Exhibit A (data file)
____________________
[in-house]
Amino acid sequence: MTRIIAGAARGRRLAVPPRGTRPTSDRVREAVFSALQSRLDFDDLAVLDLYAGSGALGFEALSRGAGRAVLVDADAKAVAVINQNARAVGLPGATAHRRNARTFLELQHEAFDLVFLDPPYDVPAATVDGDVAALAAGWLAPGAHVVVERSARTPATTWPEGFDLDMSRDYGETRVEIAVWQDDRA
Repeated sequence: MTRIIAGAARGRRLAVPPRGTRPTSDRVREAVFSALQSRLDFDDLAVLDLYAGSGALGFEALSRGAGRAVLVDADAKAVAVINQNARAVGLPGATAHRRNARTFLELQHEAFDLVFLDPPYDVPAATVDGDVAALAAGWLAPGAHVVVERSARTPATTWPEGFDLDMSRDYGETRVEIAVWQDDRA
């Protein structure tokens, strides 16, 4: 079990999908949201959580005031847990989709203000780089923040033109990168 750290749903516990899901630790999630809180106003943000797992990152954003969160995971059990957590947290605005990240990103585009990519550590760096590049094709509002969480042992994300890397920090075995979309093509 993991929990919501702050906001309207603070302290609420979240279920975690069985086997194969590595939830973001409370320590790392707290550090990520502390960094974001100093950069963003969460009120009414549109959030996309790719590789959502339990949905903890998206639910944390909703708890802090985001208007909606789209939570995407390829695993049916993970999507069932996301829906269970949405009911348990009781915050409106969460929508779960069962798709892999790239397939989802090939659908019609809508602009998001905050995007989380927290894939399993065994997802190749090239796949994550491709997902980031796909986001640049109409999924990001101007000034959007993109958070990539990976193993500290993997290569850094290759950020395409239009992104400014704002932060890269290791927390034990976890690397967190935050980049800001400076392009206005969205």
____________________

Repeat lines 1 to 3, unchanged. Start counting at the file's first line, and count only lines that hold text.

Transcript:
[in-house]
Amino acid sequence: MTRIIAGAARGRRLAVPPRGTRPTSDRVREAVFSALQSRLDFDDLAVLDLYAGSGALGFEALSRGAGRAVLVDADAKAVAVINQNARAVGLPGATAHRRNARTFLELQHEAFDLVFLDPPYDVPAATVDGDVAALAAGWLAPGAHVVVERSARTPATTWPEGFDLDMSRDYGETRVEIAVWQDDRA
Repeated sequence: MTRIIAGAARGRRLAVPPRGTRPTSDRVREAVFSALQSRLDFDDLAVLDLYAGSGALGFEALSRGAGRAVLVDADAKAVAVINQNARAVGLPGATAHRRNARTFLELQHEAFDLVFLDPPYDVPAATVDGDVAALAAGWLAPGAHVVVERSARTPATTWPEGFDLDMSRDYGETRVEIAVWQDDRA